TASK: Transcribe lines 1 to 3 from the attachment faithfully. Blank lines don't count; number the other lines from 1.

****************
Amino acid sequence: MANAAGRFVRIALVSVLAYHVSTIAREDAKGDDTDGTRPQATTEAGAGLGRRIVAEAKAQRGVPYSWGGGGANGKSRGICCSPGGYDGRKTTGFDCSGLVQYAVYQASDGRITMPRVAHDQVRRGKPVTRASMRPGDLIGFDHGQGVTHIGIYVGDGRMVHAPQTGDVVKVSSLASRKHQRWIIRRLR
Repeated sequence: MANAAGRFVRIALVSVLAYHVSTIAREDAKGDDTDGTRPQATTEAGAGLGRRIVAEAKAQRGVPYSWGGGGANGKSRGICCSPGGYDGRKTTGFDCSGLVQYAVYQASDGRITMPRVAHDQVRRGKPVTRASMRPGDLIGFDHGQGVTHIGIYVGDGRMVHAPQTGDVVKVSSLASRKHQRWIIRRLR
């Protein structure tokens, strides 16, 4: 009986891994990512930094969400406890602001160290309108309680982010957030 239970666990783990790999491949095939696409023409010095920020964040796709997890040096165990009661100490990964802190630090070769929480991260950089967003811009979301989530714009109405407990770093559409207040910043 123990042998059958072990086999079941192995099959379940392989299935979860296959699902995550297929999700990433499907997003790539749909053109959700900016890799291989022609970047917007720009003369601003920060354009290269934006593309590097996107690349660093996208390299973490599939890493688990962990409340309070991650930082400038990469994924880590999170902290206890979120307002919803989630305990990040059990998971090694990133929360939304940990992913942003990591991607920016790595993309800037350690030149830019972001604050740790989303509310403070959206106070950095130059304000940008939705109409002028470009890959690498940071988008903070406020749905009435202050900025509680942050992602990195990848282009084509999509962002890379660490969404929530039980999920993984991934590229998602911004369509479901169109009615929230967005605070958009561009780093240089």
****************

Amino acid sequence: MANAAGRFVRIALVSVLAYHVSTIAREDAKGDDTDGTRPQATTEAGAGLGRRIVAEAKAQRGVPYSWGGGGANGKSRGICCSPGGYDGRKTTGFDCSGLVQYAVYQASDGRITMPRVAHDQVRRGKPVTRASMRPGDLIGFDHGQGVTHIGIYVGDGRMVHAPQTGDVVKVSSLASRKHQRWIIRRLR
Repeated sequence: MANAAGRFVRIALVSVLAYHVSTIAREDAKGDDTDGTRPQATTEAGAGLGRRIVAEAKAQRGVPYSWGGGGANGKSRGICCSPGGYDGRKTTGFDCSGLVQYAVYQASDGRITMPRVAHDQVRRGKPVTRASMRPGDLIGFDHGQGVTHIGIYVGDGRMVHAPQTGDVVKVSSLASRKHQRWIIRRLR
């Protein structure tokens, strides 16, 4: 009986891994990512930094969400406890602001160290309108309680982010957030 239970666990783990790999491949095939696409023409010095920020964040796709997890040096165990009661100490990964802190630090070769929480991260950089967003811009979301989530714009109405407990770093559409207040910043 123990042998059958072990086999079941192995099959379940392989299935979860296959699902995550297929999700990433499907997003790539749909053109959700900016890799291989022609970047917007720009003369601003920060354009290269934006593309590097996107690349660093996208390299973490599939890493688990962990409340309070991650930082400038990469994924880590999170902290206890979120307002919803989630305990990040059990998971090694990133929360939304940990992913942003990591991607920016790595993309800037350690030149830019972001604050740790989303509310403070959206106070950095130059304000940008939705109409002028470009890959690498940071988008903070406020749905009435202050900025509680942050992602990195990848282009084509999509962002890379660490969404929530039980999920993984991934590229998602911004369509479901169109009615929230967005605070958009561009780093240089």